Elisabeth is also lovely, though I've kinda been sticking to the main songs for that one -- seriously need to sit down and watch a video with English subtitles one day. I like quite a few of the casts I've heard and/or watched clips of; in fact, I don't think I've heard a cast I disliked. And 23623, I quite like your idea of having different actresses to play the younger and older Sisi! Wonder if any company would try that. :D

Also on the Kunze/Levay track, I quite liked their Rebecca (which I don't think anyone has mentioned here yet). It's adapted from the novel by Daphne du Maurier, but in some cases, it takes more inspiration from the 1940 film. Susan Rigvava-Dumas, the original Mrs. Danvers in Vienna, is by far my favorite in the role, though I also liked Pia Douwes in the Stuttgart cast and Ock Joo-hyun in the Korean production.

I quite like Wildhorn's Dracula, though it was performed on Broadway before the German productions opened, so I'm not sure if I'd count it for this topic. (Then again, the foreign productions have been much more popular and successful than the English ones and made some pretty big improvements to the score and book.) Would definitely love to see more productions of this one. (By the way, Chris Murray has played the title role in one production of this show a couple of years ago, as well as playing Van Helsing in the St. Gallen cast in 2005.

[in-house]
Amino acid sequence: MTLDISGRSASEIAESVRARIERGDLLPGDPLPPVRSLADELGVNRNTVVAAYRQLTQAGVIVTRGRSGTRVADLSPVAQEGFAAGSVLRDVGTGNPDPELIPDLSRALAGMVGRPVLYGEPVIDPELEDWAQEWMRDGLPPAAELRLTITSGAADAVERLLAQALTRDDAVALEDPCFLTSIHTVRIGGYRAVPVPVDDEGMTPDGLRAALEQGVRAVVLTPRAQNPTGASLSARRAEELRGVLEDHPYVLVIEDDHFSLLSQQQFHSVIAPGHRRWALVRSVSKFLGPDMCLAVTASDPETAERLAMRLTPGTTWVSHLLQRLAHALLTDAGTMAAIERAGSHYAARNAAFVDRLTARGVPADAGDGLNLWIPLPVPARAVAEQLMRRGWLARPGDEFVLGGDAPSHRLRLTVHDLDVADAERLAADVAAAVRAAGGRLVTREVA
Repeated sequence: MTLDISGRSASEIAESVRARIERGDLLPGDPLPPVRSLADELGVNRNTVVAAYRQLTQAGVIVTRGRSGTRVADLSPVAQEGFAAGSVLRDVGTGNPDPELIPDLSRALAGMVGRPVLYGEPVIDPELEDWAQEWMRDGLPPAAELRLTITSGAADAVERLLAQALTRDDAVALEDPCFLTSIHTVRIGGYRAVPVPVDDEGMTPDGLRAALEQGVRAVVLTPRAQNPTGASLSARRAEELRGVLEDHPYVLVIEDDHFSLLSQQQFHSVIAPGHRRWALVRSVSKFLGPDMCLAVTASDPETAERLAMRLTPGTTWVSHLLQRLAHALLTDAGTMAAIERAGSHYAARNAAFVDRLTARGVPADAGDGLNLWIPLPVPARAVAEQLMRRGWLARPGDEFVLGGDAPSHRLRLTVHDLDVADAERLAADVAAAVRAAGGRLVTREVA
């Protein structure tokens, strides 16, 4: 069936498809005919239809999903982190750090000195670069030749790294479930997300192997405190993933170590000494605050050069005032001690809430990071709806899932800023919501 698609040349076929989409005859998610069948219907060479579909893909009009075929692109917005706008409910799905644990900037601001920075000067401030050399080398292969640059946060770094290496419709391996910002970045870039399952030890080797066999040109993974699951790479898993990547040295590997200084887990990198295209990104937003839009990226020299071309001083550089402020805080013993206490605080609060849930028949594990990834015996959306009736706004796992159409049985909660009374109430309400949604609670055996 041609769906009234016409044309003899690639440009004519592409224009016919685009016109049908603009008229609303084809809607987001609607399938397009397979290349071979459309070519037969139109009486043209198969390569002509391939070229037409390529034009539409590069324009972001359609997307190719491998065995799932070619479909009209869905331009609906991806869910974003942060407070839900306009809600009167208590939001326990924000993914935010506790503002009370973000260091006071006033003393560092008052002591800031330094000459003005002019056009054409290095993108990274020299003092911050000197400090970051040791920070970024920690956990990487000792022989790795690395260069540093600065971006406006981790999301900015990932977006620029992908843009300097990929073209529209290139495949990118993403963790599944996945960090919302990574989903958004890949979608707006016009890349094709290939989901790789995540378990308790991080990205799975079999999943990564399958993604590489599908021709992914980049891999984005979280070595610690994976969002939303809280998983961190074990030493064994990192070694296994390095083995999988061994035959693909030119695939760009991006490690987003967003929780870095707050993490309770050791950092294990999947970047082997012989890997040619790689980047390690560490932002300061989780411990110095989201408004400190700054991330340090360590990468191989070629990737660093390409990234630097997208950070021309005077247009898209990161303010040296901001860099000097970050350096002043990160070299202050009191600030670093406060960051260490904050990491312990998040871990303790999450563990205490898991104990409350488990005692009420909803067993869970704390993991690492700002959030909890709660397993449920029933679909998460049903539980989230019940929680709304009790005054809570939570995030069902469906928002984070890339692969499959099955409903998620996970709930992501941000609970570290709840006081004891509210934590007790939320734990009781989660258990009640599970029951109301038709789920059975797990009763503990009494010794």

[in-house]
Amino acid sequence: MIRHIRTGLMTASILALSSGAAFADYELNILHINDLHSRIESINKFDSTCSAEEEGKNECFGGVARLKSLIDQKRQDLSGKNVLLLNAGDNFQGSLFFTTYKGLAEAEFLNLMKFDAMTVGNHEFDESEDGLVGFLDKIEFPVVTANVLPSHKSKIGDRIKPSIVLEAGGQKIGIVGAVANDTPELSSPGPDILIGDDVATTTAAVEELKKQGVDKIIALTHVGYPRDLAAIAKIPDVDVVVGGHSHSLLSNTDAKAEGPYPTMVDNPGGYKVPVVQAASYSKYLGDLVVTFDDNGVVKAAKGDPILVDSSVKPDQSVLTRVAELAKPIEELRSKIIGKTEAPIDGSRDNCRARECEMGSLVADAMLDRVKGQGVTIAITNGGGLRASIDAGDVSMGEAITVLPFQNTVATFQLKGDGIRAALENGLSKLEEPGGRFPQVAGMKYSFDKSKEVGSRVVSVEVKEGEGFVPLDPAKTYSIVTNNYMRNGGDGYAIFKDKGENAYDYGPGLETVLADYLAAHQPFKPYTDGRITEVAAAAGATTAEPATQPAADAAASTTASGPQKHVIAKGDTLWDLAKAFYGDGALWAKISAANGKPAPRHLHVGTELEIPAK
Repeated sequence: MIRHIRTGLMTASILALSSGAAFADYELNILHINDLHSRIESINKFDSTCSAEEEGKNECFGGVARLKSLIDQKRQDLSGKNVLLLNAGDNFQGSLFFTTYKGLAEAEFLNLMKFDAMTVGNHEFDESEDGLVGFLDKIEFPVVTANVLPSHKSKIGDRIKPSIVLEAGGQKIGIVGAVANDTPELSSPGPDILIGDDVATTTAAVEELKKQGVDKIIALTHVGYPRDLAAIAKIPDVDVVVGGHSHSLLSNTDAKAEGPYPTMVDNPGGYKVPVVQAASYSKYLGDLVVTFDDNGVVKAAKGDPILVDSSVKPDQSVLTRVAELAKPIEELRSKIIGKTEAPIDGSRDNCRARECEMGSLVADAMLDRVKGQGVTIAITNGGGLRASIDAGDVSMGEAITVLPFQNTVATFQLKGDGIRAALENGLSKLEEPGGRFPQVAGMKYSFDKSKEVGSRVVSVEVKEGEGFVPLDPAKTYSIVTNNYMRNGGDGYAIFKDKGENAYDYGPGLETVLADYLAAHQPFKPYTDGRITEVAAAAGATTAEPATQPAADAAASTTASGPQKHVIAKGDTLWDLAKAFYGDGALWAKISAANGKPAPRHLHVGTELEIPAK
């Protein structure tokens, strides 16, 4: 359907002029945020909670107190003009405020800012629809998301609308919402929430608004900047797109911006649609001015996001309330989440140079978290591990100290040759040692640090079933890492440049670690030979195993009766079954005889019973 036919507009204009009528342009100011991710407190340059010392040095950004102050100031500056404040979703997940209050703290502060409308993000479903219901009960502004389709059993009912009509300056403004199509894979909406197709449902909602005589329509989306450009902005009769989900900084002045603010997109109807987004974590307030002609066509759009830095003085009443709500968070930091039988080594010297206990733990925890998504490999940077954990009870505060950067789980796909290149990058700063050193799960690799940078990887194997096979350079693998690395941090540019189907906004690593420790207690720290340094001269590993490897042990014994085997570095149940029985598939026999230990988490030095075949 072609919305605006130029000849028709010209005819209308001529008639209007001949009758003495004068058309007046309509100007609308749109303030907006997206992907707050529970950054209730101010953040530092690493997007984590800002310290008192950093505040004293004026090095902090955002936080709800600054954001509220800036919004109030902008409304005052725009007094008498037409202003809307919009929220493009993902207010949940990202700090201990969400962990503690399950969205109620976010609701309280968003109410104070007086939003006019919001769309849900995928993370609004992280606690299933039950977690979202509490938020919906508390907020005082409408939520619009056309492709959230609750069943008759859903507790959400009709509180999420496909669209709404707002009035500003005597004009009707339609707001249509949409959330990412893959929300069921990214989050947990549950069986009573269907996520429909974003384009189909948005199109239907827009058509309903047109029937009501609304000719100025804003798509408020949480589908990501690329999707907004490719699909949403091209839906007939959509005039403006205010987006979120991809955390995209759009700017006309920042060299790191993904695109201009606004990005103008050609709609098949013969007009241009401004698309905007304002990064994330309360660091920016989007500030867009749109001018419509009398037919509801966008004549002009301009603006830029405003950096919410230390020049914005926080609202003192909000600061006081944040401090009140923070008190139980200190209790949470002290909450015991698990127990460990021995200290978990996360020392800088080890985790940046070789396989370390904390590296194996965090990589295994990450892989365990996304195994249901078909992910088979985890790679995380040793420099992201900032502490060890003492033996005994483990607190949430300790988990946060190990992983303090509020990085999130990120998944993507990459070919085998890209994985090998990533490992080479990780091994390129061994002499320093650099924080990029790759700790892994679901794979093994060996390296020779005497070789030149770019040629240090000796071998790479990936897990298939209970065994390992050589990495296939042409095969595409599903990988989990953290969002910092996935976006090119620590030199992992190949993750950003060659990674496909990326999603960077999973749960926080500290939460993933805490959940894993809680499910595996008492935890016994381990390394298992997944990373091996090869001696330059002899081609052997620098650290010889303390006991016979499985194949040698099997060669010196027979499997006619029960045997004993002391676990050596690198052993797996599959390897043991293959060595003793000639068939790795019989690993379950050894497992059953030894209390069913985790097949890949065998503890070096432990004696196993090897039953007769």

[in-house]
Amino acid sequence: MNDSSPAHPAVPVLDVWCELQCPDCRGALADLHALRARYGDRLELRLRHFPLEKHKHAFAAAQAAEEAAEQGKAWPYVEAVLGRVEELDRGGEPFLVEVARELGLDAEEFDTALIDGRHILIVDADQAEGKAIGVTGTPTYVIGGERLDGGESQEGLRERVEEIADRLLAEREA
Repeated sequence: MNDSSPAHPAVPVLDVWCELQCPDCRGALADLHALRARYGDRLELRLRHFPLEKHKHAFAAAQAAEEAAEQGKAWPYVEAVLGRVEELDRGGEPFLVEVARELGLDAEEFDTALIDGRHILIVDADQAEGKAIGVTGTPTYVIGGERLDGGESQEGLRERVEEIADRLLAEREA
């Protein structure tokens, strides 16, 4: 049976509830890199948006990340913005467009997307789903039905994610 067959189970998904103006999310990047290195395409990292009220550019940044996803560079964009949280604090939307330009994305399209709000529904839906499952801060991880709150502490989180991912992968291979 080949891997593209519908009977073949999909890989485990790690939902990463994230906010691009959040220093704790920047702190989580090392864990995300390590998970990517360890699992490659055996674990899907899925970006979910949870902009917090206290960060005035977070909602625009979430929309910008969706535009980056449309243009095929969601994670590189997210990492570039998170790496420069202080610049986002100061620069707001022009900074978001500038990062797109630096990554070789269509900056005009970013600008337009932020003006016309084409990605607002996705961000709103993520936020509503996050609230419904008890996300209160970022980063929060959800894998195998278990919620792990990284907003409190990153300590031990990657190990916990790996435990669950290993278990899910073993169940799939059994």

I echo the Takarazuka appreciation! I would be quite interested in seeing them do Les Misérables someday (assuming the copyright holders allowed it). But yeah, their takes on Elisabeth, The Scarlet Pimpernel, and other shows were great fun to see. :mrgreen:

Re: Non-English musicals?

Posted: Tue Jan 26, 2016 2:32 pm
by 23623
Coming back to check what I've missed :D

@Havvy: Thanks for reminding me of Rudolf! I discovered it after Elisabeth. I found a video but never watched it because, after POTO, Dracula and Rebecca, I don't think I want to watch anything in which Uwe has a role... Really sorry if you're Uwe fans but I'm probably one of the most devoted Uwe-bashers ever. Since you recommend it, I'd better try to find another cast and watch it.